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Now is the time to prevent sunscald damage on trees

Art of Homegrown Happiness

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Sometimes known as “southwest injury”, sunscald on trees is damage to the bark on the side of the tree facing the sun, which in our area is the southwest.

Sunscald can occur in both the summer and winter time and be caused by many environmental factors. Sunscald is identified by the bark on the trunk and lower limbs cracking and the bark dying, with dead brown wood being exposed after the damage occurs. This sunscald damage can be an opening into the tree for fungal diseases and insects to start to infest and hurt your tree.

Sunscald damage happens in a few different ways. In our area, the damage is primarily done in late winter (February to March) when the south side of trees will warm up from the sun during the day, causing the fluid in the bark to start flowing, and then as evening arrives the temperatures drop dramatically and this fluid freezes and damages the bark. There may be several episodes of thawing and freezing within a winter that can create this damage, but ultimately the temperature fluctuations can have a negative impact on the tree.

Most of the damage occurs on the trunk, while sometimes damage can occur on the lower branches as well. Sunscald can also occur during the summertime when trees are topped or heavily pruned exposing bark that had previously been shaded from direct intense sunlight. Planting trees that had been in a semi-shaded nursery into a full sun scenario can induce sunscald, as well as planting trees next to a light-colored pavement which reflects both heat and light onto their bark can cause this problem.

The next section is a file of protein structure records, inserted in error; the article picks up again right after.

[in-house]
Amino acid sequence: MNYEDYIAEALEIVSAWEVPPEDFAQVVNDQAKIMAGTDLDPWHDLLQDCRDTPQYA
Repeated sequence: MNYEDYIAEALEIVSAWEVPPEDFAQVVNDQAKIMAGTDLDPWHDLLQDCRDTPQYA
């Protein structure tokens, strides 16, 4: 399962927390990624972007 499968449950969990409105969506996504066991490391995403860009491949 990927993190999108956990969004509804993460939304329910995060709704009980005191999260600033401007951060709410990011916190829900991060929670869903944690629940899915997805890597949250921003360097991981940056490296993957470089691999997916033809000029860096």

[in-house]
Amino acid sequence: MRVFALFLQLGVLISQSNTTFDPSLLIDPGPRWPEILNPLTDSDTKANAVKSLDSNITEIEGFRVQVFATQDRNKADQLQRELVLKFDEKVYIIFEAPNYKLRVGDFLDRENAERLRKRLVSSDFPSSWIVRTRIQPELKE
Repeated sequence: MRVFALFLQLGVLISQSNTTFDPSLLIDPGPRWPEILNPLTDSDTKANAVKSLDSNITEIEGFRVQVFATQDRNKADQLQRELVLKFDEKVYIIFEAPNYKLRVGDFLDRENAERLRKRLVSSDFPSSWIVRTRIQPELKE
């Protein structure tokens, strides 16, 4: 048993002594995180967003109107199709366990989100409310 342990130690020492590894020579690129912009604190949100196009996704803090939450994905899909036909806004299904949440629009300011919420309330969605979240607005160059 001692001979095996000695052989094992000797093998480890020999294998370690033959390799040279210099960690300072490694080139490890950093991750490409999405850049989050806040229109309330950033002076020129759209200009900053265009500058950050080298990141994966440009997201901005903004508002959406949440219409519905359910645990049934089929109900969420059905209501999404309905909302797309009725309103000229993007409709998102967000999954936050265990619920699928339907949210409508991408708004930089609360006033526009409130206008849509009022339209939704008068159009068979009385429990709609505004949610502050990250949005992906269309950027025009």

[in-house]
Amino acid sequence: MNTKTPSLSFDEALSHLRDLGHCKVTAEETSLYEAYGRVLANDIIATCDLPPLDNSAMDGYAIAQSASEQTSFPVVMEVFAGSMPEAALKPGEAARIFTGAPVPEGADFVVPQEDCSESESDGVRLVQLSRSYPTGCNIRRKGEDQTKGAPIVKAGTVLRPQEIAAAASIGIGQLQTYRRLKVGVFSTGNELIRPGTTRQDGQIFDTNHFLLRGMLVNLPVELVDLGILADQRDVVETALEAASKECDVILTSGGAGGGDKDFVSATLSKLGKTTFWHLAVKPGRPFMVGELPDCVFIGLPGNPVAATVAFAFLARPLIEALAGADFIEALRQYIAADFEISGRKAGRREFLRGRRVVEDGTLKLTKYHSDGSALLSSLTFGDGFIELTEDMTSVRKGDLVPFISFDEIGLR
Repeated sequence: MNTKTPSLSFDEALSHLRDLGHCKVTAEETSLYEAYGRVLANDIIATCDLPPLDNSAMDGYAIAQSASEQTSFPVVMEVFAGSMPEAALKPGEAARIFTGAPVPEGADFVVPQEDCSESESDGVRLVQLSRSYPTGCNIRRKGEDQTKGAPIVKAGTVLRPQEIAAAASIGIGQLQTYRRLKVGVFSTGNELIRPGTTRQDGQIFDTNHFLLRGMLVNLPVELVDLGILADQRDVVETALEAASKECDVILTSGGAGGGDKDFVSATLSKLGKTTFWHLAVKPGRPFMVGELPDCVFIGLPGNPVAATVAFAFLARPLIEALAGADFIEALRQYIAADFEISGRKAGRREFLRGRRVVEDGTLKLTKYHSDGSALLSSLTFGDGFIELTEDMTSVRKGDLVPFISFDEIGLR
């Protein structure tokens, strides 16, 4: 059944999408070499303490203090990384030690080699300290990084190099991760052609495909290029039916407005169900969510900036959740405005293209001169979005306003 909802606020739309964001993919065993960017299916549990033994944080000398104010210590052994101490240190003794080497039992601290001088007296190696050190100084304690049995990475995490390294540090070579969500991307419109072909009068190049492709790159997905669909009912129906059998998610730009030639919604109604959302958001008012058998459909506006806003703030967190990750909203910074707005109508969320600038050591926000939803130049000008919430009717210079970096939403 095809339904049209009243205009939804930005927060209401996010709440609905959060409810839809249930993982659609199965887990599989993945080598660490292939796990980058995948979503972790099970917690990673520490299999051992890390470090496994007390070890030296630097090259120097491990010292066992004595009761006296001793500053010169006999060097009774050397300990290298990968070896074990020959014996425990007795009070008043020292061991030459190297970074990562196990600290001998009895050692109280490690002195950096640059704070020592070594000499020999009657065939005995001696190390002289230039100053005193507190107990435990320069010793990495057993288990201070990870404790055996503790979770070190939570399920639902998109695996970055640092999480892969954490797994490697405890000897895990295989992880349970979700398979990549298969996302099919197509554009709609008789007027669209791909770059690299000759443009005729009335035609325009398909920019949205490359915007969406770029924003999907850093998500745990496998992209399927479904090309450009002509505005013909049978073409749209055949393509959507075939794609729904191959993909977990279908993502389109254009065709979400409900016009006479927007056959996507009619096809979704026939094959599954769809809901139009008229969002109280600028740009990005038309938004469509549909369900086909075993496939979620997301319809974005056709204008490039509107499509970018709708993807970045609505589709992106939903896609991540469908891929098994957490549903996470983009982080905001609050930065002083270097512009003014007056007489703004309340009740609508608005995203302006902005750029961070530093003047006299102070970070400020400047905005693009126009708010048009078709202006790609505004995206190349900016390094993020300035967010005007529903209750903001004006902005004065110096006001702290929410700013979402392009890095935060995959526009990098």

There are several methods to protect your tree’s bark, depending on the setting your tree is in. In many fruit orchards where this is a problem, trees have their trunks and larger branches painted white. This reflects light off of the trunk, therefore reducing the warming effect during the late winter/early spring, and prevents the fluids in the bark from fluctuating from warm to cold as drastically.

If you choose to paint the trunk and larger branches of your tree, use only a white interior latex paint. Other types of exterior paints contain ingredients that can be harmful to trees. You want to paint the trees after the foliage has fallen to the ground and only from the bottom branches to the ground. Trees that are used for ornamental purposes should not be painted as it detracts from the beauty of the tree.

In the case of ornamentals or a home orchard that you do not want to paint, consider using a burlap wrap, paper tree wrap, or a flexible plastic wrap material around the trunk of your tree. This protective wrap will block the sun, and protect your tree. A more durable option, but more costly, is using 4- to 6-inch diameter flexible PVC pipe as a covering around the trunk of the tree. To do this you cut down one side of the PVC pipe and drill holes in the top and bottom so that after putting it around the tree it can be tied on the top and the bottom so that it does not come off.

The best step in preventing sunscald is to plant trees that are resistant to this type of damage. The other key to remember is to make sure that trees have an ample water supply going into the winter. Too often a tree that normally doesn’t struggle with this issue, may start to have problems because they went into winter dry, and then as moisture reaches their roots in early spring they take it up as quickly as possible, and their bark become full of fluid right at the same time the temperatures are fluctuating.

The temperature fluctuation between warm days and freezing nights mixed with a tree pulling up lots of water could cause ice crystals to form under the tree’s bark, and therefore cause damage.

For further sunscald questions, please feel free to contact Lance at (208) 624-3102.

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